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becoming the seat of war. Their women are richly adorned with silver, and the island possesses a large number of vessels and negro slaves. The diligence of the men is strongly contrasted with the indolence of the inhabitants of the neighboring coast. Their language is the same as that spoken at Massaua, only with a large admixture of Arabic words.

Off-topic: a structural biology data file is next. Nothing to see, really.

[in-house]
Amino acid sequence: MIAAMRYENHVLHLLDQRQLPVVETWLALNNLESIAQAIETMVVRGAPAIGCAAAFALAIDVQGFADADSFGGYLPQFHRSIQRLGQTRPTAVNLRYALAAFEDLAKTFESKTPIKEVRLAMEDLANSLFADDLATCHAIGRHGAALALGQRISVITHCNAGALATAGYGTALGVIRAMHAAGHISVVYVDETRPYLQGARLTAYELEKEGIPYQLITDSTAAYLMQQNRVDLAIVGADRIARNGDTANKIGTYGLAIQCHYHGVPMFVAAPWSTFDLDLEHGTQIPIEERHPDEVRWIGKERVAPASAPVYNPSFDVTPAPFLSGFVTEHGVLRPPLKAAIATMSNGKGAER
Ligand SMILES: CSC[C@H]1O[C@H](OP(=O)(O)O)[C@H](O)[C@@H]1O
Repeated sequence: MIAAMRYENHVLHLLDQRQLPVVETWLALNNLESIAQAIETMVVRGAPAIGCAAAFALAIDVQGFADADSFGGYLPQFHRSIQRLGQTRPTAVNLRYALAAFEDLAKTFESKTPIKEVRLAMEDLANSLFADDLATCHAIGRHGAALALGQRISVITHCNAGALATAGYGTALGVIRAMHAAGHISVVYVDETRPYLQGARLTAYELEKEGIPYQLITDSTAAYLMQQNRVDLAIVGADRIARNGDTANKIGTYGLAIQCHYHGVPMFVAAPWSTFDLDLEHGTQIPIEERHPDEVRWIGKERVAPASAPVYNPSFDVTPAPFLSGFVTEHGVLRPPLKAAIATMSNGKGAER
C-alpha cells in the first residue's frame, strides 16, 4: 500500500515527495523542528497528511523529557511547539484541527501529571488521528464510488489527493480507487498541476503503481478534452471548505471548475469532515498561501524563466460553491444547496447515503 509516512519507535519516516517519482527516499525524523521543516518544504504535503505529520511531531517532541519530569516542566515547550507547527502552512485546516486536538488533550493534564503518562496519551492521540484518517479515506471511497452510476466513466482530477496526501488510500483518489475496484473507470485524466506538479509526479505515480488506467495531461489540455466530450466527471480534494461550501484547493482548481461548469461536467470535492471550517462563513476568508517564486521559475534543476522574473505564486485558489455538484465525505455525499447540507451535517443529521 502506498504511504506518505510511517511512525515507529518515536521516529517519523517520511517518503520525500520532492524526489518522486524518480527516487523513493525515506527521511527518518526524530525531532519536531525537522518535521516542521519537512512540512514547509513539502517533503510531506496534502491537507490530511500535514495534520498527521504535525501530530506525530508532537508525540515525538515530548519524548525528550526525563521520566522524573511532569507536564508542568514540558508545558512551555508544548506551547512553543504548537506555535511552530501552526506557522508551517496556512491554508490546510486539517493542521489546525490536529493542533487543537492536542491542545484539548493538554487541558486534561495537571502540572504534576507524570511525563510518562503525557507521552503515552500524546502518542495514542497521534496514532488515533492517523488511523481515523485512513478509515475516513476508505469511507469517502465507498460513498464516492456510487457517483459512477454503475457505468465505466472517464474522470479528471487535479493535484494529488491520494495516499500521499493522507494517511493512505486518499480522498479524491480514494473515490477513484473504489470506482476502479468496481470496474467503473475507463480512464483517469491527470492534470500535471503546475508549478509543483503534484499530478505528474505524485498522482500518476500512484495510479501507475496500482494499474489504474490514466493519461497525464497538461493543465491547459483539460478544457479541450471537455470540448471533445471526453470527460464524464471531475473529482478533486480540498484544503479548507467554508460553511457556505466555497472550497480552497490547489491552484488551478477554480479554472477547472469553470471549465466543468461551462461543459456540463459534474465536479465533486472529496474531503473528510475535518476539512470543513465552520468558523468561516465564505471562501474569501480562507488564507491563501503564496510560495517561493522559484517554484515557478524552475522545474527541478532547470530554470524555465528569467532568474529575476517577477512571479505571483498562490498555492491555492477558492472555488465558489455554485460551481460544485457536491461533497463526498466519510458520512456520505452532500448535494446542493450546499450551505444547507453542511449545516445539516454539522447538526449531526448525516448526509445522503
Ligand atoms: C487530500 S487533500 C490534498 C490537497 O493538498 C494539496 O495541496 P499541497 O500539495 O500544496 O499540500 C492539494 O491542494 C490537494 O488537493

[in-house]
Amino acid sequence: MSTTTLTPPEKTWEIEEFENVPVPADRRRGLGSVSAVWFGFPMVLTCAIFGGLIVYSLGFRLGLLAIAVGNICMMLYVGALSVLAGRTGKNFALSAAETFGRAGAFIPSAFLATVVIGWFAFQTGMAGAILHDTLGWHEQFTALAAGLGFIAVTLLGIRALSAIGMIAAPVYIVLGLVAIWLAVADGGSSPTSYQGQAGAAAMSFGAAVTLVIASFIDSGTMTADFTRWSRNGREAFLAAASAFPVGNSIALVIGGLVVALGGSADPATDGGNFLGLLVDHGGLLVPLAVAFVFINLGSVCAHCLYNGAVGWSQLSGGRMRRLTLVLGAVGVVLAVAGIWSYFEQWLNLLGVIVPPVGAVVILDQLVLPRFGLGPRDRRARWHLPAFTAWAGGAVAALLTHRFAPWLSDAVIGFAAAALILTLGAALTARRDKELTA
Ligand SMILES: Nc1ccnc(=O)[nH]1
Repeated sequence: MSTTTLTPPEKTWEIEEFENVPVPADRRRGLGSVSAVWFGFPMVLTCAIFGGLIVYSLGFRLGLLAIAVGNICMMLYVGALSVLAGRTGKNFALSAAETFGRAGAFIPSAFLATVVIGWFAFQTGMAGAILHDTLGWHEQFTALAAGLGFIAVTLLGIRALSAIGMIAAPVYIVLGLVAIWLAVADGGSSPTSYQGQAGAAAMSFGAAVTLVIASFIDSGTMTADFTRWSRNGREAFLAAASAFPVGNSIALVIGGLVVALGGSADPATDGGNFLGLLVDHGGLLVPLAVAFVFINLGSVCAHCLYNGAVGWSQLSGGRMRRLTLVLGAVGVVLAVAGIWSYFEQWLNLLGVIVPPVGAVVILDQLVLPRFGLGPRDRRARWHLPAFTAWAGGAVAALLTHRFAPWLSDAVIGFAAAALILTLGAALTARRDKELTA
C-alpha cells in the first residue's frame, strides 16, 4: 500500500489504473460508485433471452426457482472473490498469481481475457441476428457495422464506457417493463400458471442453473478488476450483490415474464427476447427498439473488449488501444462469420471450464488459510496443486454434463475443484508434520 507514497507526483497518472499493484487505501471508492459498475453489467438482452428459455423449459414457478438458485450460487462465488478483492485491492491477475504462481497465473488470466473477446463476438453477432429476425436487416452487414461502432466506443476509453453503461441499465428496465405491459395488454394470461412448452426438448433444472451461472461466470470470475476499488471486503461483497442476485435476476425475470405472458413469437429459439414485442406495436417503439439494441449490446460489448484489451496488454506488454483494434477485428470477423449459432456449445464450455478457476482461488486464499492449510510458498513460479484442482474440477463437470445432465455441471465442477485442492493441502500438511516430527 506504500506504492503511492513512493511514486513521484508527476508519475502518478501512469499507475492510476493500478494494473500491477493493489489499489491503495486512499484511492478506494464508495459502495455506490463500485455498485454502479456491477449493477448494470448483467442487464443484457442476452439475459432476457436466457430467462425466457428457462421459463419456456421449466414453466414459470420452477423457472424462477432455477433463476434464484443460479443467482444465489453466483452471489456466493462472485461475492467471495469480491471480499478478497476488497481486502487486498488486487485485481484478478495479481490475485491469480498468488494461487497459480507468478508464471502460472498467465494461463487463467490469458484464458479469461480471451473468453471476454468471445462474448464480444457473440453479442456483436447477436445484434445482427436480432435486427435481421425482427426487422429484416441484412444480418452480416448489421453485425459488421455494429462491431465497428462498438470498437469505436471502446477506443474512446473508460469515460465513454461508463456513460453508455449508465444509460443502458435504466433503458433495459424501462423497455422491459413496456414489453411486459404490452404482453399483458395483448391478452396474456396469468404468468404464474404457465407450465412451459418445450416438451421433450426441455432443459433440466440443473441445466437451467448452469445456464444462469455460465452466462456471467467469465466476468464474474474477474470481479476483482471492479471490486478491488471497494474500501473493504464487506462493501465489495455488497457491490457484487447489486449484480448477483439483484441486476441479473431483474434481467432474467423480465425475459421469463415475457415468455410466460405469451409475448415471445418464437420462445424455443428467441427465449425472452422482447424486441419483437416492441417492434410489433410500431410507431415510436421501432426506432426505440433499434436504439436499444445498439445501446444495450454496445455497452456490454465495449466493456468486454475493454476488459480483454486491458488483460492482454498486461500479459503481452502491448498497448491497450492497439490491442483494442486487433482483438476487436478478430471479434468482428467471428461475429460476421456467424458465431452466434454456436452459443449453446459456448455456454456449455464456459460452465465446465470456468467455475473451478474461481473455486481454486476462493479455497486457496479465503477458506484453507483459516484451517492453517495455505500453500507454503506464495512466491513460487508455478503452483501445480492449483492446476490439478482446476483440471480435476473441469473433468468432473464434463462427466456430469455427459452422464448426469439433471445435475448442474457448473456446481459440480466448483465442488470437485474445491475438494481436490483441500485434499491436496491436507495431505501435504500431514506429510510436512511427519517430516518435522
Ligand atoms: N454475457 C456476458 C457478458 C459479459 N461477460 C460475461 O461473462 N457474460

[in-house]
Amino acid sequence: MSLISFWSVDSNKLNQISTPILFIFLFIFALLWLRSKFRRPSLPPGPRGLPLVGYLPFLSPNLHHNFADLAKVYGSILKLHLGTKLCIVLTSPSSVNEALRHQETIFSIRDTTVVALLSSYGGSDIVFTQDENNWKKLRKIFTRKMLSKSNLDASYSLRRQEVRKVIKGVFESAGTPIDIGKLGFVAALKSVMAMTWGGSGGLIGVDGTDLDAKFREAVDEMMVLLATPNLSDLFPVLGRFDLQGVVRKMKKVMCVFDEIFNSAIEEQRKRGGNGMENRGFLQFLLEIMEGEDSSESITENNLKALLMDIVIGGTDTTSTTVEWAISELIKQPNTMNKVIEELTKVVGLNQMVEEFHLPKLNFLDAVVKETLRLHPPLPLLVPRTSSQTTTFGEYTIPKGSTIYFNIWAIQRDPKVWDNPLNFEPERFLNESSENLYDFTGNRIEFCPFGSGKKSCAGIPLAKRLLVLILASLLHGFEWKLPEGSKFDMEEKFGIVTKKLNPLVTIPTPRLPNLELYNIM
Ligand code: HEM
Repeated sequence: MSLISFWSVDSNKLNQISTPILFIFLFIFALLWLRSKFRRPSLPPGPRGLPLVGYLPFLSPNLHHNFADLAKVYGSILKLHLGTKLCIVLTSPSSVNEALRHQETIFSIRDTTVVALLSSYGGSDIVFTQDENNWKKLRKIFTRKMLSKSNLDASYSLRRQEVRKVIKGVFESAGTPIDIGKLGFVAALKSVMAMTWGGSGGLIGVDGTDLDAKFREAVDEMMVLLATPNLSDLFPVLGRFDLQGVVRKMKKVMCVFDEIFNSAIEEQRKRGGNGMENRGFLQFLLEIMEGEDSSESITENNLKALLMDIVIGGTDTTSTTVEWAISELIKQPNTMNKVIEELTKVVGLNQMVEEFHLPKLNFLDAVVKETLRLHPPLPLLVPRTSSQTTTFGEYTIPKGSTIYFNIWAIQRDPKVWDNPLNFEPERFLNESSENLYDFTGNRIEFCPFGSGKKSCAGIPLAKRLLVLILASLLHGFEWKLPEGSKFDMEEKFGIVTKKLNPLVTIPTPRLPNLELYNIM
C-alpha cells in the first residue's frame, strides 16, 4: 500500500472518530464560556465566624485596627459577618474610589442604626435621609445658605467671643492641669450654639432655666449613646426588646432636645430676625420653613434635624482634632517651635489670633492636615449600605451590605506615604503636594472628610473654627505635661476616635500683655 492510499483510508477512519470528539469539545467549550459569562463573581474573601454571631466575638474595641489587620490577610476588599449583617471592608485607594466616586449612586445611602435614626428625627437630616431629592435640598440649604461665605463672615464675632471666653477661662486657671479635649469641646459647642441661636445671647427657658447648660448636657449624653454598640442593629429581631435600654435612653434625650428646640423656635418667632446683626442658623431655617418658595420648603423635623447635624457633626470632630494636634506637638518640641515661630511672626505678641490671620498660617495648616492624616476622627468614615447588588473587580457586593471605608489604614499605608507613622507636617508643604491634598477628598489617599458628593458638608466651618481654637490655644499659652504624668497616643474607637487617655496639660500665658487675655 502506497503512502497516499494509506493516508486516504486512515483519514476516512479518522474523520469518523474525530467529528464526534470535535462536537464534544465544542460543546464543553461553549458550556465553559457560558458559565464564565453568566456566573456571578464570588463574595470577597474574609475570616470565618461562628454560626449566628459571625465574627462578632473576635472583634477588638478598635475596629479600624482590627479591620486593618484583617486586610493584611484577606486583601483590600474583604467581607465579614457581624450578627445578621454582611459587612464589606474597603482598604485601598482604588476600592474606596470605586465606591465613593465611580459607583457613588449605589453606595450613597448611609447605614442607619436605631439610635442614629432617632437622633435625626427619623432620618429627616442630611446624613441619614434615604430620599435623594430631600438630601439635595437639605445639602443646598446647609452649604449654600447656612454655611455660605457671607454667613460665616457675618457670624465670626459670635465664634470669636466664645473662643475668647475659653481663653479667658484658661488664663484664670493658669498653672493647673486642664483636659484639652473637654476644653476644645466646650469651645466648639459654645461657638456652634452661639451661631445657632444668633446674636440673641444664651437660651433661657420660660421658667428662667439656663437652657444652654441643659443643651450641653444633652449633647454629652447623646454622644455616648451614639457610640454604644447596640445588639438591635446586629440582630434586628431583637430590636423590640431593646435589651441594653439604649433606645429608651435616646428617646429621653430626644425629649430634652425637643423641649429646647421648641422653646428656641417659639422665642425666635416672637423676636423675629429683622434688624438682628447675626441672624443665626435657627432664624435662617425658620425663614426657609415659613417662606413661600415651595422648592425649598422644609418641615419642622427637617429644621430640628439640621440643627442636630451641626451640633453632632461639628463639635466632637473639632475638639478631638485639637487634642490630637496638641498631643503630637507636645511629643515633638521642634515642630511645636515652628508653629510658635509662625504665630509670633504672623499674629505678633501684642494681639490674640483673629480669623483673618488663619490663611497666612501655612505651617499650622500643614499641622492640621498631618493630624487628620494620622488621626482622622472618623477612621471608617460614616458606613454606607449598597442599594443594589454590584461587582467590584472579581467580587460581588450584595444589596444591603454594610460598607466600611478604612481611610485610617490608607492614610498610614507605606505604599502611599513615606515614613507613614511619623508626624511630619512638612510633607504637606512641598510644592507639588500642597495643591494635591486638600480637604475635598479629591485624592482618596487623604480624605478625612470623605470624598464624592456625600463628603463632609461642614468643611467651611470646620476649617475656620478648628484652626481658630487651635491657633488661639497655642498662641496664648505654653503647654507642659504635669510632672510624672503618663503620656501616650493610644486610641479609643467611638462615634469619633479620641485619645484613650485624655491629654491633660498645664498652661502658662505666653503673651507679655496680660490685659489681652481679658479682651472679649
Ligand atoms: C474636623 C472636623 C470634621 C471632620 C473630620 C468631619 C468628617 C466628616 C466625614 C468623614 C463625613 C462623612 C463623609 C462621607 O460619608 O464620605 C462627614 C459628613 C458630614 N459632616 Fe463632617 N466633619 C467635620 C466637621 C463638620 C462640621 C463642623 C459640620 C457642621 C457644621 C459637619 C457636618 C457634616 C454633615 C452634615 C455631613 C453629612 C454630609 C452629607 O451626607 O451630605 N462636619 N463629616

In consequence of the troubles at Djetta he returned to Massaua, whence he made an excursion to the ruins of Adulis. The remains of this ancient emporium had not been previously visited by any European As Mr. Stuart, the companion of Salt, failed through the mistrust excited by his extreme anxiety to go thither, Dr. Rüppell casually mentioned his desire in connexion with a hunting excursion which he proposed making. His wish was gratified, and the services of Mehemet, the son of the Naib Jahia, were purchased as his companion and protector. On the 29th January, 1832, he left Arkiko, and on the next day arrived at the ruins, which are situated at about the distance of a mile from Afté.